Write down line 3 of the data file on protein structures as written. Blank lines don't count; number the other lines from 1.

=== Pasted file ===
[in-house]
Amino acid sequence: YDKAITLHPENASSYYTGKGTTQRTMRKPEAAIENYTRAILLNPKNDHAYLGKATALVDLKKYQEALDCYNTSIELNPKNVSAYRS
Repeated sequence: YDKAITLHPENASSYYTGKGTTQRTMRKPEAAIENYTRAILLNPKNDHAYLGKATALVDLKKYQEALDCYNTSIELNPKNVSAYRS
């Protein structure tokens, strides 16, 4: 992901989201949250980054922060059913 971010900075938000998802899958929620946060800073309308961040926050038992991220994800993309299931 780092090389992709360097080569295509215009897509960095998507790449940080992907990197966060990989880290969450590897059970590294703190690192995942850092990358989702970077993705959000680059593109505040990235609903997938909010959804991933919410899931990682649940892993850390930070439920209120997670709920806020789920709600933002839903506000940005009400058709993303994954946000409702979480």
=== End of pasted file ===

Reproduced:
Repeated sequence: YDKAITLHPENASSYYTGKGTTQRTMRKPEAAIENYTRAILLNPKNDHAYLGKATALVDLKKYQEALDCYNTSIELNPKNVSAYRS